When this project initially began I thought that the push behind it was based in a Socialist wish of equality for everyone. I had just left a job working for a corporation selling natural foods and witnessed for years first hand the division of the have’s and have not’s. It always made me feel strange that had I not worked in that business I would never be able to afford to shop there, denied access to a commodity that clearly enhanced my quality of life. This discrepancy was on display every day as bored housewives drifted through the aisles filling up shopping carts while truly hungry looking people shuffled to the cash register with a solitary apple in hand.
I started out wanting to say something with my photographs about how unfair that disparity seemed, but over the past year the series began revealing something deeper to me. My parents brought me into the world and raised me in rural Wisconsin, a hamlet in the middle of fertile farmland. The town was the kind of place that reminds you of those fairy tale locations described in television programs such as the bucolic Mayberry from The Andy Griffith Show. Without a doubt that sort of childhood environment influenced me as a person, the kind of place that has the potential to instill modesty and humility in a person. I grew up working hard in my parents’ gardens all those humid Midwest summers, understanding that the bounty from them would provide us food for most of the year until next planting season. It was a way of life, and everyone around me just did it without a second thought.
When I left my small home town for college I rejected that past, most people I met grew up in the big city and were exposed to far more sophisticated culture. I was deluded into believing there was shame in my humble upbringing, for some reason it was not deemed “cool” to have farming roots. As I grew older and began developing into my own person I drifted back to gardening as a form of meditation and a way to supplement my food deficiencies. Then all of a sudden I began to notice farmers markets springing up all over the place, and unexpectedly gardening was in vogue and generally a “hip” thing to do. What had changed? I believe the realities of nutrition and an awareness in environmental concerns opened people’s eyes. To me this is fantastic; we should be so lucky as a society to bring more attention to food sources and sustainability.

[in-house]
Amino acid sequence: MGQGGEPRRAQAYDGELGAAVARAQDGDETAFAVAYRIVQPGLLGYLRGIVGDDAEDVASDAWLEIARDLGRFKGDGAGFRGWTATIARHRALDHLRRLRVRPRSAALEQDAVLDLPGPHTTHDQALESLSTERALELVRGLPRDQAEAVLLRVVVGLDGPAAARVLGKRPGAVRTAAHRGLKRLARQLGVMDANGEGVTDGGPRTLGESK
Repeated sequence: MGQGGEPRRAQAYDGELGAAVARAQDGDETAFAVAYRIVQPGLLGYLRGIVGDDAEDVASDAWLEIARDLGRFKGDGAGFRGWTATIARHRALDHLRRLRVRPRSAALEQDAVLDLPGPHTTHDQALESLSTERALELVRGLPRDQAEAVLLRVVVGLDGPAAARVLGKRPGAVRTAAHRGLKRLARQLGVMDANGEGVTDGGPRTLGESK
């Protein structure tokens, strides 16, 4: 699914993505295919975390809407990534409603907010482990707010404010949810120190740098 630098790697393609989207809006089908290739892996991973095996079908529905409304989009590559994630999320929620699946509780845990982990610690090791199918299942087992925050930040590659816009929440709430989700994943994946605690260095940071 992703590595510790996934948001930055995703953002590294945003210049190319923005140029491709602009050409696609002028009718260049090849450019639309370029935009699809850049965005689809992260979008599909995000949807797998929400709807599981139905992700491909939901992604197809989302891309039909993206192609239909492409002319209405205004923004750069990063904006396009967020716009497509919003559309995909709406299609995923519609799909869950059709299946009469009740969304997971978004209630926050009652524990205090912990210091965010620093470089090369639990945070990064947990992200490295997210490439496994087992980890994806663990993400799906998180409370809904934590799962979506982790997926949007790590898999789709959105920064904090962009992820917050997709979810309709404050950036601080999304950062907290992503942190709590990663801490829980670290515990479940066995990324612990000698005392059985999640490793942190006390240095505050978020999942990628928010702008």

As I started out saying, this photographic series has seeds in my desire to see everyone eat well; nutrition is a key to a satisfactory life. But it has also evolved into a reminiscence about home, and how as we grow and adjust those methods of existence change. New generations are always finding more efficient ways of operating, and it is important to let go of that desire to hold on to nostalgia and embrace the now and all of its potential.
Brett Schenning was born and raised in rural Wisconsin, a quiet small-town upbringing that allowed him ample time to daydream of a world outside his safe little hamlet. At a very young age he was instilled with a deep appreciation for the outdoors and gardening, and a love for books that have sustained and enriched him into his adult life.
Upon graduation from the University of Wisconsin-Oshkosh, he embarked on a journey into the heart of the Southwest where he learned to work with large-format cameras and the revered Platinum-Palladium contact printing method. These discoveries were to forever change him not only as a photographer but, more importantly, shaped him personally. These historic methods and tools forced him to slow down and cultivate patience – just as his childhood had taught him to contemplate everything carefully and empathetically.
Brett is currently an MFA candidate at the Savannah College of Art & Design. His thesis work has focused on farming in the Southeastern United States, a study that has brought him back to the essence of his childhood home.